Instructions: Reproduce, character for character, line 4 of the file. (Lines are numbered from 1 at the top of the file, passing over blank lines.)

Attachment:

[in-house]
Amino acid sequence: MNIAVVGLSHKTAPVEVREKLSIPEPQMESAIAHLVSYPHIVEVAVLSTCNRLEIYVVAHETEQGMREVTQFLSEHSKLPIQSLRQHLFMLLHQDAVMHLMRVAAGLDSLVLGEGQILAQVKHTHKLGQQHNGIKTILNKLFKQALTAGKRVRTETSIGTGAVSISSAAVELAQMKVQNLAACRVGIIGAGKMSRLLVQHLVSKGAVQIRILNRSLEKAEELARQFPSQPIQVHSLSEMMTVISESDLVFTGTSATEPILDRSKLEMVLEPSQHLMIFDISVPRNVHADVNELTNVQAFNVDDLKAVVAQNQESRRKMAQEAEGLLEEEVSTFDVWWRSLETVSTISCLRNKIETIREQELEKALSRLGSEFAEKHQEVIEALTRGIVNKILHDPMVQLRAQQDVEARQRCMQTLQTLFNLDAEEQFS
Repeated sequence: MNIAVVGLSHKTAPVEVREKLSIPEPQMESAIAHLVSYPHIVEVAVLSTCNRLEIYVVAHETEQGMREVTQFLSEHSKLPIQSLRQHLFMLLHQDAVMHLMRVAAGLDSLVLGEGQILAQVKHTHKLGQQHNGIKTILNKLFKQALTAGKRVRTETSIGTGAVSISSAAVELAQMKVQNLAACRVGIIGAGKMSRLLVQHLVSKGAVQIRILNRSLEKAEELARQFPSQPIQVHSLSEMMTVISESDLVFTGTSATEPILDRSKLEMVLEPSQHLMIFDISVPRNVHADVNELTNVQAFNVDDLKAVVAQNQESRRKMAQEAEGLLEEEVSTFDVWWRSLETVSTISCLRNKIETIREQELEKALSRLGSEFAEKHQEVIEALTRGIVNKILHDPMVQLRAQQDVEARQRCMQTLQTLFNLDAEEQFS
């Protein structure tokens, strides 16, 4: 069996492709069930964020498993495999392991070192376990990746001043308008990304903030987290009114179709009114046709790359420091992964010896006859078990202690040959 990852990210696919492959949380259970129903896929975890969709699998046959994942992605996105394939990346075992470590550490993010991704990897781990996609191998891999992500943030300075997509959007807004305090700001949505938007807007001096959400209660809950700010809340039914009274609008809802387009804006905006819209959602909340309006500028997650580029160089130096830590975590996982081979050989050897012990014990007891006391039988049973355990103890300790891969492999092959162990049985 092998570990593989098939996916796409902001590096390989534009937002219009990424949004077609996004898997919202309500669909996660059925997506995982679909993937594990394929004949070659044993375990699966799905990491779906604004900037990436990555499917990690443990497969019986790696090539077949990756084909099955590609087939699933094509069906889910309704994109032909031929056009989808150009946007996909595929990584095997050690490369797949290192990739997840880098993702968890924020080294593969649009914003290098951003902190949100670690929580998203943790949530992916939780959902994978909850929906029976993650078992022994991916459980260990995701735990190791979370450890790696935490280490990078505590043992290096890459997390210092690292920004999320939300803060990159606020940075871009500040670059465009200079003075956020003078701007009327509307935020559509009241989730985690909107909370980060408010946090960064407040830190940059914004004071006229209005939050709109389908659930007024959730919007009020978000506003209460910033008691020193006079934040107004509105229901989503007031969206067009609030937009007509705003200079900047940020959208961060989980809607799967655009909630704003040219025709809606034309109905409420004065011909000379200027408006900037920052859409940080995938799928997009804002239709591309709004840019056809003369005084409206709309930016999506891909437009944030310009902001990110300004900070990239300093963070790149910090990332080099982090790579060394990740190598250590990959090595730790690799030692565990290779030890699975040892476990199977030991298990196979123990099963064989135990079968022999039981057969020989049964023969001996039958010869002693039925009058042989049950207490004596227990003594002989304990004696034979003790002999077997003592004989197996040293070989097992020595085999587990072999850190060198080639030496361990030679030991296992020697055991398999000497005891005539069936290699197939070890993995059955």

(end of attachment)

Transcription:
């Protein structure tokens, strides 16, 4: 069996492709069930964020498993495999392991070192376990990746001043308008990304903030987290009114179709009114046709790359420091992964010896006859078990202690040959 990852990210696919492959949380259970129903896929975890969709699998046959994942992605996105394939990346075992470590550490993010991704990897781990996609191998891999992500943030300075997509959007807004305090700001949505938007807007001096959400209660809950700010809340039914009274609008809802387009804006905006819209959602909340309006500028997650580029160089130096830590975590996982081979050989050897012990014990007891006391039988049973355990103890300790891969492999092959162990049985 092998570990593989098939996916796409902001590096390989534009937002219009990424949004077609996004898997919202309500669909996660059925997506995982679909993937594990394929004949070659044993375990699966799905990491779906604004900037990436990555499917990690443990497969019986790696090539077949990756084909099955590609087939699933094509069906889910309704994109032909031929056009989808150009946007996909595929990584095997050690490369797949290192990739997840880098993702968890924020080294593969649009914003290098951003902190949100670690929580998203943790949530992916939780959902994978909850929906029976993650078992022994991916459980260990995701735990190791979370450890790696935490280490990078505590043992290096890459997390210092690292920004999320939300803060990159606020940075871009500040670059465009200079003075956020003078701007009327509307935020559509009241989730985690909107909370980060408010946090960064407040830190940059914004004071006229209005939050709109389908659930007024959730919007009020978000506003209460910033008691020193006079934040107004509105229901989503007031969206067009609030937009007509705003200079900047940020959208961060989980809607799967655009909630704003040219025709809606034309109905409420004065011909000379200027408006900037920052859409940080995938799928997009804002239709591309709004840019056809003369005084409206709309930016999506891909437009944030310009902001990110300004900070990239300093963070790149910090990332080099982090790579060394990740190598250590990959090595730790690799030692565990290779030890699975040892476990199977030991298990196979123990099963064989135990079968022999039981057969020989049964023969001996039958010869002693039925009058042989049950207490004596227990003594002989304990004696034979003790002999077997003592004989197996040293070989097992020595085999587990072999850190060198080639030496361990030679030991296992020697055991398999000497005891005539069936290699197939070890993995059955």